Manufactured Offenses

by admin on April 25, 2012

In the “Miserly Hosts Make Guests Miserable” post last week,I used the very appropriate word, “niggardly”, to describe the miserably miserly actions of the hosts in the story towards their guests.    Several readers took issue with the use of the word:

Sorry I didnt know where else to put this but I have to object to admin’s use of the term niggardly in response to the story listed above about the terrible hosts. Its an awful word and there are plenty of others that could convey the same sentiment. Thanks

Niggardly? Really? It’s archaic. Like me claiming asking the gyno to take a look at my itchy c**t is fine, because c**t is a good honest Shakespearian word. (edited by the Admin to bleep out the actual word)

At least in the US, the word niggardly would be considered as insulting as to jew someone down on a price, or be an Indian giver. No need to publish this comment, but you may want to reconsider your choice of word in your response to this story.

I suppose it is to be expected that someone will take issue with a word they clearly associate as being racist due to its phonetic similarity to a reprehensible racial slur. The problem is that “niggardly” and “n****r” have completely different etymologies.   From Wikipedia:   “The word niggardly (miserly) is etymologically unrelated to n****r, derived from the Old Norse word nig (stingy) and the Middle English word nigon.”    The Straight Dope web site has a good post on this very subject here.    The visual image I get when using niggardly is Scrooge.  You know, Dickens’ Scrooge.  An old, rich, white miser.  (Oh, heavens, will my use of DICKens cause some apoplexy from the sexually squeamish?)     Niggardly is no more related to a racial epithet than shitzuh, shittum and Shitake is about excrement.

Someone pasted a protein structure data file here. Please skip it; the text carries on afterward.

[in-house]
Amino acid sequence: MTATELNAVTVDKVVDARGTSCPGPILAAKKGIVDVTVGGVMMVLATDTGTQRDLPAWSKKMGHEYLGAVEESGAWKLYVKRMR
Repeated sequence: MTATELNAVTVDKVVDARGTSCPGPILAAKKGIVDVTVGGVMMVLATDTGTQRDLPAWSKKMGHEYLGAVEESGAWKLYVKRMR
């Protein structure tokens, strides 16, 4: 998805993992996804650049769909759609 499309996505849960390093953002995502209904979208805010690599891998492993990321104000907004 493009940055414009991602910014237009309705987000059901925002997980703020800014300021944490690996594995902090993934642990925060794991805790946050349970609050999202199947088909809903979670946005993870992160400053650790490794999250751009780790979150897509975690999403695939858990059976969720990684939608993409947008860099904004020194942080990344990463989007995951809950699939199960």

I even received negative comments about the title of another recent post on the wedding etiquette blog, Hell’s Bells, titled “Coloured Guests”, which those writing to me claimed was racist. (The blog post was about guests wearing inappropriate colors to a wedding.) The reasoning being that I had tricked them into thinking the blog post was about black wedding guests. That manufactured offense said more about those commenting that it did about my use of a perfectly good word in the proper context.

These are good examples of how etiquette does not require that we be doormats to every Tom, Dick, and Mary demanding we alter our behavior that is not meant to be offensive or apologize for their ignorance.   We should not be bullied into dropping perfectly good words from our vocabulary merely because someone has a heightened sense of offense founded either on their ignorance of word origins or from a willful desire to be offended at every opportunity.

Just because you are offended does not equate to you having a right to be offended.

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